Helen Clark is going to enjoy this Government, lending her voice to policies she likes knowing she has no obligation to defend things that go wrong. This week she advocated the decriminalisation of drugs.
It's a subject we are all going to be asked to decide in a referendum to be held at or before the next election.
The NZ Drug Foundation, a name that sounds more official than it is, takes heart that 64 per cent of us in a survey say we support a change to the prohibition of cannabis and reckons "calls are getting louder by the day for a new approach to methamphetamine".
I don't know about methamphetamine but I would probably have been among the 64 per cent for the legalising or decriminalising of cannabis if I hadn't read exactly what the Drug Foundation has in mind.
Decriminalisation, which it proposes, is a heavily restricted half-way house to legalisation and like most half-way houses it would be worse than either complete liberalisation or the status quo.
Policing the restrictions would require far more time and expense than police devote to the present law, while treating cannabis as a health problem rather than a crime would legitimise the drug in the minds of potential users and give them hefty new claims on the taxpayer.
Here is the brave new world of decriminalised cannabis as outlined in a Drug Foundation paper, Whakawatea te Huarahi - A model drug law to 2020 and beyond:
Individuals would be allowed to grow up to three plants, or six for a household. The garden could not be visible from the street. They could give homegrown cannabis to friends but not sell it. Imagine the policing that would require.
A licensing authority would be set up to control a commercial supply. Commercial growers would be kept small scale by restrictions on the number of their plants. Their packaging would have to be approved. We have the foundations of a new bureaucracy there.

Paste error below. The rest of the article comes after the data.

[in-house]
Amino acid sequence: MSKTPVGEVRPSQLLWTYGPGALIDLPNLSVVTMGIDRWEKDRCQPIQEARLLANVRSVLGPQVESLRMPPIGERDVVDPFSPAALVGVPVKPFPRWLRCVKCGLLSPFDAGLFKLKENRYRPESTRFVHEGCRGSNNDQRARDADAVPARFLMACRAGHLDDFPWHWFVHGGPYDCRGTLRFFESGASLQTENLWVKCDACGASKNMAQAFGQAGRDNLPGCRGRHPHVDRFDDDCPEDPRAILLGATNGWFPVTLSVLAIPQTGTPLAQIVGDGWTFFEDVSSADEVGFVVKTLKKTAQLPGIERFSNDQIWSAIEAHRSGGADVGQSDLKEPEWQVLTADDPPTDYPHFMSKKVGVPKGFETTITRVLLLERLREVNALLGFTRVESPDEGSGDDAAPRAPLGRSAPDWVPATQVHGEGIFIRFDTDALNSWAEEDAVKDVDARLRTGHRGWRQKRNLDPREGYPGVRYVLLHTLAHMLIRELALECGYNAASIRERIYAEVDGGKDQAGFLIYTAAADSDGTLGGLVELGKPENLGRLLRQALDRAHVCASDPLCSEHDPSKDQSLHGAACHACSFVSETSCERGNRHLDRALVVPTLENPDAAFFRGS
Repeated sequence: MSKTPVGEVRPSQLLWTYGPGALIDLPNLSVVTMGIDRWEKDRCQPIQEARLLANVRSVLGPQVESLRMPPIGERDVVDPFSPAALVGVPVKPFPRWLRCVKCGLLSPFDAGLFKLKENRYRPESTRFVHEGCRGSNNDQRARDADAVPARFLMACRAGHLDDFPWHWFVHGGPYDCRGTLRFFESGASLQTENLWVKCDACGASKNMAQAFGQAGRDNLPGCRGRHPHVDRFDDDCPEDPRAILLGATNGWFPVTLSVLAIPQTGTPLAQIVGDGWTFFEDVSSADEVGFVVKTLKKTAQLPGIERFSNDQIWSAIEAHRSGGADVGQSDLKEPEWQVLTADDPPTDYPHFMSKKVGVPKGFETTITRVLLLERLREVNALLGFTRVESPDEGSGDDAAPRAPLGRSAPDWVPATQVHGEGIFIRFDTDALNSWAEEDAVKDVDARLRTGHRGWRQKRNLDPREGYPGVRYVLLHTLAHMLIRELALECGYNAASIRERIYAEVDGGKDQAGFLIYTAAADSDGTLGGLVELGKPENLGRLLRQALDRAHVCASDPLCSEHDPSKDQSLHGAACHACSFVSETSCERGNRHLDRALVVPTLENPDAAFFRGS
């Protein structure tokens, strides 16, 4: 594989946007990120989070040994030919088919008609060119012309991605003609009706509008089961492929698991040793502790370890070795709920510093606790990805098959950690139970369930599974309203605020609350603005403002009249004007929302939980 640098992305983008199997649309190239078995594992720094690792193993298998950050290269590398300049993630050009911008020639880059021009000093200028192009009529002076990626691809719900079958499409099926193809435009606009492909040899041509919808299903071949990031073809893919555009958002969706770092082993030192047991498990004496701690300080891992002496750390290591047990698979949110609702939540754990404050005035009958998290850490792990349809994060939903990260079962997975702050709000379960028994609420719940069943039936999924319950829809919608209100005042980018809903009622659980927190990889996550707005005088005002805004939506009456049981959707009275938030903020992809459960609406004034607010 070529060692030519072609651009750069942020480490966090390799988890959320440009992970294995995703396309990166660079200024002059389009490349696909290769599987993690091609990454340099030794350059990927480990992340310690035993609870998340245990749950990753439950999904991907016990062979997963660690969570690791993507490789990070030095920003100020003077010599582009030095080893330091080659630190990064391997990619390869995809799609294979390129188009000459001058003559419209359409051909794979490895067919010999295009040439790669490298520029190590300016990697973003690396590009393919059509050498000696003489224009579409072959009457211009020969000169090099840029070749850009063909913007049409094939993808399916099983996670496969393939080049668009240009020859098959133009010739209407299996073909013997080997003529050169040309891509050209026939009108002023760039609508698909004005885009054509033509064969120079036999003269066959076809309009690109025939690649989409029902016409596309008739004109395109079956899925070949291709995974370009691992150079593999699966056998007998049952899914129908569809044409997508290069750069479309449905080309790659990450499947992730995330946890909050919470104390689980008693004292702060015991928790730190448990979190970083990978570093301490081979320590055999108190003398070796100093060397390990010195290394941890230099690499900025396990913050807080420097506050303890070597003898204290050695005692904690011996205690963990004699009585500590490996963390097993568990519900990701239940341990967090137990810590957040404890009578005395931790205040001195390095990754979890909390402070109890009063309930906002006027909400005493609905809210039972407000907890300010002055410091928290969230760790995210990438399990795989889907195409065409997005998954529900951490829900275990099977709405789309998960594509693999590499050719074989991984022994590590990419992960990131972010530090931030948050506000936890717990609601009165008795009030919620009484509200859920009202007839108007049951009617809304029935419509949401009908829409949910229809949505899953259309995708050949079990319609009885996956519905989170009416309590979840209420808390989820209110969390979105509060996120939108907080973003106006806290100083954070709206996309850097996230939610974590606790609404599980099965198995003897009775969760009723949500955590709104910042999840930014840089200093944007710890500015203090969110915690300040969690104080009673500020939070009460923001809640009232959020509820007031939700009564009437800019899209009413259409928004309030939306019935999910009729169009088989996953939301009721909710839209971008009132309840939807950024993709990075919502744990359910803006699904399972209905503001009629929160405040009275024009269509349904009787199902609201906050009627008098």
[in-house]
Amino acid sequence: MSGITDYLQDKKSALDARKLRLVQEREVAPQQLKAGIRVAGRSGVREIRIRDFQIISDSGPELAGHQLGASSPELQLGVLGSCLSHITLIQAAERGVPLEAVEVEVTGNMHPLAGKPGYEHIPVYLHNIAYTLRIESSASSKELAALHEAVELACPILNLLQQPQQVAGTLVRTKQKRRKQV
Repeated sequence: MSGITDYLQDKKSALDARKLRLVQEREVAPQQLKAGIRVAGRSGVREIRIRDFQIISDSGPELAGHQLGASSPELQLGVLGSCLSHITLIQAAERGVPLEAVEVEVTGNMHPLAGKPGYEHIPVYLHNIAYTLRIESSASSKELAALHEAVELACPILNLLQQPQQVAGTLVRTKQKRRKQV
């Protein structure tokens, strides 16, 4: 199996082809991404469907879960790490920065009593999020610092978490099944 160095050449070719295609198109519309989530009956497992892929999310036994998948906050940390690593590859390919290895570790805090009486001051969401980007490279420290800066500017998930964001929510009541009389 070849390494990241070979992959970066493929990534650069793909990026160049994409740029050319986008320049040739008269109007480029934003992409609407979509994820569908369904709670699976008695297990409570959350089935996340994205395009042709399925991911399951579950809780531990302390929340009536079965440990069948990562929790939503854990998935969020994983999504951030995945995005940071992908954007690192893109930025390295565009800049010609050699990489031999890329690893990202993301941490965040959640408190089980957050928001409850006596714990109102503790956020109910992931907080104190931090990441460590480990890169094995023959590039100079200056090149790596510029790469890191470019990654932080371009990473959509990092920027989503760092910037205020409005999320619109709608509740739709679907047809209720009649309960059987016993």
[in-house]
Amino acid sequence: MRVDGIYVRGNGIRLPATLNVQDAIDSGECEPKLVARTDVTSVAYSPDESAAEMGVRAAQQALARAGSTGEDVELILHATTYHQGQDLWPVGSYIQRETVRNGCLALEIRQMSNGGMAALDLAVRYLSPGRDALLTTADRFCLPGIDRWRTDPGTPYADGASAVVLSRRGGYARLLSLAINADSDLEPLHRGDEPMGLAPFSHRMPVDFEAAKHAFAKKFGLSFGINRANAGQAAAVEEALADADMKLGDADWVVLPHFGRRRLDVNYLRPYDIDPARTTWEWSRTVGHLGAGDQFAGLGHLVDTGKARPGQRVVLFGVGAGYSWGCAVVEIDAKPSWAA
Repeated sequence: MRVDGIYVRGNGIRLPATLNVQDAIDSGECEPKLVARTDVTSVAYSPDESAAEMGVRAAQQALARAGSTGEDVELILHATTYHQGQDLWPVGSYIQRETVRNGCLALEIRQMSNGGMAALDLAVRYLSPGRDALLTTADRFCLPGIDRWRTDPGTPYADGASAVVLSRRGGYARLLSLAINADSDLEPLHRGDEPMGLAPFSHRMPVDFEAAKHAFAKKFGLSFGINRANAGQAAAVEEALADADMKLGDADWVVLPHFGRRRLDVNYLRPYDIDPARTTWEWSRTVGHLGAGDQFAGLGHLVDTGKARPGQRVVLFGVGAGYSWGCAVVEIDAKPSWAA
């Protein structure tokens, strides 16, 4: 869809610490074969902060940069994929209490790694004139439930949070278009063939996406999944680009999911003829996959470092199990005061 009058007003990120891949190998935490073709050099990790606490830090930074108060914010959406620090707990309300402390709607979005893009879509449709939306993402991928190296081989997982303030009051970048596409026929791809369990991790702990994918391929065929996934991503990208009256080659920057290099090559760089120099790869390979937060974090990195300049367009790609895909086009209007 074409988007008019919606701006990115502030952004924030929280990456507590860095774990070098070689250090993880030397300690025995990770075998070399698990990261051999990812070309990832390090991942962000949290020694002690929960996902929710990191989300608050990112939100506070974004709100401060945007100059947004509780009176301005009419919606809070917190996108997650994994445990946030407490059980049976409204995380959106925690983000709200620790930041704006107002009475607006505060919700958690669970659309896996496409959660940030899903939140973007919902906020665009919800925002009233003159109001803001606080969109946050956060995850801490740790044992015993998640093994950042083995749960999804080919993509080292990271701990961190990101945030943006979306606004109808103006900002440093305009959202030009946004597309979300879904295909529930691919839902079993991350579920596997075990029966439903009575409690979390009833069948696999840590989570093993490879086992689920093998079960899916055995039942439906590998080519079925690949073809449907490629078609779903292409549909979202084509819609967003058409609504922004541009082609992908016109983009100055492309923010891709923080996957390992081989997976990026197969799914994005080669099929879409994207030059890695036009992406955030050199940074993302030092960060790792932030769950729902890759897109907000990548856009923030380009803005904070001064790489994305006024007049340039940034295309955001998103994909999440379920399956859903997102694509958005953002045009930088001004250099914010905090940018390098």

Licensed outlets would have to be "as dry and uninteresting as possible" and not highly visible from the street.They would have to be a certain distance from schools, alcohol off licences and other cannabis outlets. You get the picture? You saw it on TV four years ago.
Helen Clark was at the UN when we briefly legalised a drug like cannabis. You miss things when you are out of the country. You can keep up with the news online but you miss the ambiance, the noise around the news. The previous Government's experience in 2013-14 was an interesting lesson in politics that I'm sure would have fascinated Labour's former Prime Minister had she been here.
Peter Dunne, as Associate Health Minister, persuaded the Cabinet to set up a licensing system for dance party stimulants that been openly on the market for about 10 years by then. They were called synthetic cannabis, their chemistry being comparable to the plant.
Eventually officialdom decided substances so potent ought to be regulated and it would be done much as cannabis law reformers propose for the real thing. Producers could apply for their products to be assessed for safety and approved for sale, the number and location of outlets to be strictly controlled by local councils.
In July 2013 a number of products were given interim approval and within months it was proving a political disaster. Distraught mothers were calling radio stations and appearing on Campbell Live, blaming the Government for the damage the pills were doing to their families. Communities were complaining about the druggies congregating in their malls and children's playgrounds.
After nine months the Government cancelled the approvals, banned the lot.
The political lesson, I think, is that the criminal law is not just a punitive device, it is a very clear statement that society does not sanction the drug. That statement is equally clear whether the police enforce the law strongly or not. A law honoured largely in the breach still says, "You take this at your own risk." Drop that law and every pothead becomes the Government's problem.
The other lesson was economic: if you are going to legalise an already popular drug don't try to restrict the number and location of outlets and the scale of suppliers. You are asking for exactly the stresses we witnessed four years ago.
I don't care if we legalise cannabis but don't treat it as a health problem. Of all the calls on my compassion and taxes, drug abuse ranks last quite frankly. I can't see why anyone needs more than alcohol which is pleasant to consume without being drunk. Illegal drugs are not particularly pleasant until they hit you in the head.
Let those who want cannabis have it but let's ensure the law continues to say it's their own look out.